Comparison of Wejex and EG&G
Eventually I would like to compile all this info into a buyers guide. But for now I will just post some things as I think of them.
Wejex-incandecent small bulb running off of about 5 - 10 VAC
EG&G-xenon flash tube
Wejex-one second, controlled by a shutter driven by a clockwork motor.
EG&G-1/100, 1/1000, 1/10000, controlled by fixed capacitor size and fixed resistors.
Wejex-sturdy metal, but spring loaded so need 3 hands to load film. Opens TOWARD the operator.
EG&G-flimsy plastic, connected to trigger so chance of premature firing. Opens AWAY from the operator. Stays open for loading.
Place to put filters:
Method of adjusting exposure:
Wejex-variable resistor for light intensity
EG&G-3 choices of exposure duration. Intensity must be controled with ND filters
Wejex-simple transformer, runs from alternating current.
EG&G-complex 700volt filtered and regulated AC power supply with a rectifier circut. Unfiltered DC output (no filter capacitors to replace or to blow up)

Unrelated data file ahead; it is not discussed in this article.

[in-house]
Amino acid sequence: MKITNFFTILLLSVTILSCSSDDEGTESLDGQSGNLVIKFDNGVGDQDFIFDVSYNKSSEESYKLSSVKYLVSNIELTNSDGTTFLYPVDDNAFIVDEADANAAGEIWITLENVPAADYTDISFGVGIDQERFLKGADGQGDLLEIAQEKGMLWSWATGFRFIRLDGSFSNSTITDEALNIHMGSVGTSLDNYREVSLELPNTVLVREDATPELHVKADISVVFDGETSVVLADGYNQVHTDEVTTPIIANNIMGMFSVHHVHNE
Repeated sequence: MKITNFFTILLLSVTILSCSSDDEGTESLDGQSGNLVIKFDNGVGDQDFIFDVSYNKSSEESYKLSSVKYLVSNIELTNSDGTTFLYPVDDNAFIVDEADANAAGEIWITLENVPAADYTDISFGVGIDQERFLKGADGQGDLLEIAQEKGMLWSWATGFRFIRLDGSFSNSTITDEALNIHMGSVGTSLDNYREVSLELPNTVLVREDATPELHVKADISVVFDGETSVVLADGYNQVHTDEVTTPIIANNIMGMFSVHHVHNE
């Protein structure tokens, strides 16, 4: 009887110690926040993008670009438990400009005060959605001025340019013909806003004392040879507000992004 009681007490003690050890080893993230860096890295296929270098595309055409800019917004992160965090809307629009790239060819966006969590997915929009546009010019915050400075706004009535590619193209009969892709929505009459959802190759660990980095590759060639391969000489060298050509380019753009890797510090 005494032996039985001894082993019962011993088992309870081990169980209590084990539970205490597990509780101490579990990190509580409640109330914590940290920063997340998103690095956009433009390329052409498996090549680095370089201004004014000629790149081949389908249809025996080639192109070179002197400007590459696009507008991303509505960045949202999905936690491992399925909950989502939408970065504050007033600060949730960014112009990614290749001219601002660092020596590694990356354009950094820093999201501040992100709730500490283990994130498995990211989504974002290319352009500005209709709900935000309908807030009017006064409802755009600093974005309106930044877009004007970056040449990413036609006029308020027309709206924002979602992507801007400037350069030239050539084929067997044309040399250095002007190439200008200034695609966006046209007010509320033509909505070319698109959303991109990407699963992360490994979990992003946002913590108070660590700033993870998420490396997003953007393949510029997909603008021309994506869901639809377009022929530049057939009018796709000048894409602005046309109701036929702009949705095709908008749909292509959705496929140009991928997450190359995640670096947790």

Wejex-now made by Tobias; still in buisness, though support for the older white light models may be NA.
EG&G- still in buisness(?), though support for the, no longer made sensitometer may be NA.
Shop manual or owners manual on the internet:
Wejex- built in
What I like best:
Wejex- I like the fact that it is so simple. It can be copied or rebuilt from simple components (older white light model). Newer models may be more complicated.
EG&G- Excellent workmanship and circuit layout. More complex than the Wejex, but still primitive enough to be fun to work on.
What I don't like:
Wejex- little light bulb may be too yellow even with 80A filter in place. Color temp probably changes with lamp voltage. Though, these factors probably don't matter much in real life film testing for gamma.
EG&G- some components are specific to this unit and are probably unobtainable (like the monster super-fast discharge capacitor). Suitable replacements ARE available, but may alter the function of the unit. Though, who really needs exposures of 1/10,000 sec in fine art photography. Those fast speeds were for matching film sensitivity data to high-speed xenon flash subject matter.